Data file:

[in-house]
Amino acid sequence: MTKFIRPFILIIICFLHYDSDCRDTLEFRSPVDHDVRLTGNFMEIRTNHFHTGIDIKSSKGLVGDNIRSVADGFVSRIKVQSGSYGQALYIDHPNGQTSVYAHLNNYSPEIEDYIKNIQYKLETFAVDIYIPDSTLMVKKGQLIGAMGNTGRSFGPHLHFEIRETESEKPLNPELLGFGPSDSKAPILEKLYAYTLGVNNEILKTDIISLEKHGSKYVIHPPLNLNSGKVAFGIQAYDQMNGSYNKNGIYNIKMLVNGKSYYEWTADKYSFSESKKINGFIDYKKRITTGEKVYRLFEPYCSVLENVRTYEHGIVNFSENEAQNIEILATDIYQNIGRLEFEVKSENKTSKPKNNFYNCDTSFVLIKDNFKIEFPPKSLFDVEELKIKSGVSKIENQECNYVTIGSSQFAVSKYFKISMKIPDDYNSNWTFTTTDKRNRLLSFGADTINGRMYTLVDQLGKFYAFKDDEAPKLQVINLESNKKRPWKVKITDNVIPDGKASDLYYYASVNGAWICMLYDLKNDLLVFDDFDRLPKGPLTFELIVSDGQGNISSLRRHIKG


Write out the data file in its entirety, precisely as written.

[in-house]
Amino acid sequence: MTKFIRPFILIIICFLHYDSDCRDTLEFRSPVDHDVRLTGNFMEIRTNHFHTGIDIKSSKGLVGDNIRSVADGFVSRIKVQSGSYGQALYIDHPNGQTSVYAHLNNYSPEIEDYIKNIQYKLETFAVDIYIPDSTLMVKKGQLIGAMGNTGRSFGPHLHFEIRETESEKPLNPELLGFGPSDSKAPILEKLYAYTLGVNNEILKTDIISLEKHGSKYVIHPPLNLNSGKVAFGIQAYDQMNGSYNKNGIYNIKMLVNGKSYYEWTADKYSFSESKKINGFIDYKKRITTGEKVYRLFEPYCSVLENVRTYEHGIVNFSENEAQNIEILATDIYQNIGRLEFEVKSENKTSKPKNNFYNCDTSFVLIKDNFKIEFPPKSLFDVEELKIKSGVSKIENQECNYVTIGSSQFAVSKYFKISMKIPDDYNSNWTFTTTDKRNRLLSFGADTINGRMYTLVDQLGKFYAFKDDEAPKLQVINLESNKKRPWKVKITDNVIPDGKASDLYYYASVNGAWICMLYDLKNDLLVFDDFDRLPKGPLTFELIVSDGQGNISSLRRHIKG